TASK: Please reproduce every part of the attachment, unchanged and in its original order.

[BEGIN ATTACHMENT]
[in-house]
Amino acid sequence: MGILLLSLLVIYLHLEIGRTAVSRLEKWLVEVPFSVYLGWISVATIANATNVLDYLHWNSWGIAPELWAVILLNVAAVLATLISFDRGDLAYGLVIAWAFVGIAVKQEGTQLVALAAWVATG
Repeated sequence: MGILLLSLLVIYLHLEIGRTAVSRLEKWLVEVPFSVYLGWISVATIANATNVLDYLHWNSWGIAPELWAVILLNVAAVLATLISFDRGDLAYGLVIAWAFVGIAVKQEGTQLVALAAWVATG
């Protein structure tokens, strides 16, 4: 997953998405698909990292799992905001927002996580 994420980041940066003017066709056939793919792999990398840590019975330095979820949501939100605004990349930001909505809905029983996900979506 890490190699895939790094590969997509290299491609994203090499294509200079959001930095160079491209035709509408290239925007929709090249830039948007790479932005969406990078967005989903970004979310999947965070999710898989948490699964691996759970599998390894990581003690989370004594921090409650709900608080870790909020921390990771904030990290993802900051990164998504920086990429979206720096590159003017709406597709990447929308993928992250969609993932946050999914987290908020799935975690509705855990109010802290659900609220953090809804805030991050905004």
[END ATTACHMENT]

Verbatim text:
[in-house]
Amino acid sequence: MGILLLSLLVIYLHLEIGRTAVSRLEKWLVEVPFSVYLGWISVATIANATNVLDYLHWNSWGIAPELWAVILLNVAAVLATLISFDRGDLAYGLVIAWAFVGIAVKQEGTQLVALAAWVATG
Repeated sequence: MGILLLSLLVIYLHLEIGRTAVSRLEKWLVEVPFSVYLGWISVATIANATNVLDYLHWNSWGIAPELWAVILLNVAAVLATLISFDRGDLAYGLVIAWAFVGIAVKQEGTQLVALAAWVATG
């Protein structure tokens, strides 16, 4: 997953998405698909990292799992905001927002996580 994420980041940066003017066709056939793919792999990398840590019975330095979820949501939100605004990349930001909505809905029983996900979506 890490190699895939790094590969997509290299491609994203090499294509200079959001930095160079491209035709509408290239925007929709090249830039948007790479932005969406990078967005989903970004979310999947965070999710898989948490699964691996759970599998390894990581003690989370004594921090409650709900608080870790909020921390990771904030990290993802900051990164998504920086990429979206720096590159003017709406597709990447929308993928992250969609993932946050999914987290908020799935975690509705855990109010802290659900609220953090809804805030991050905004």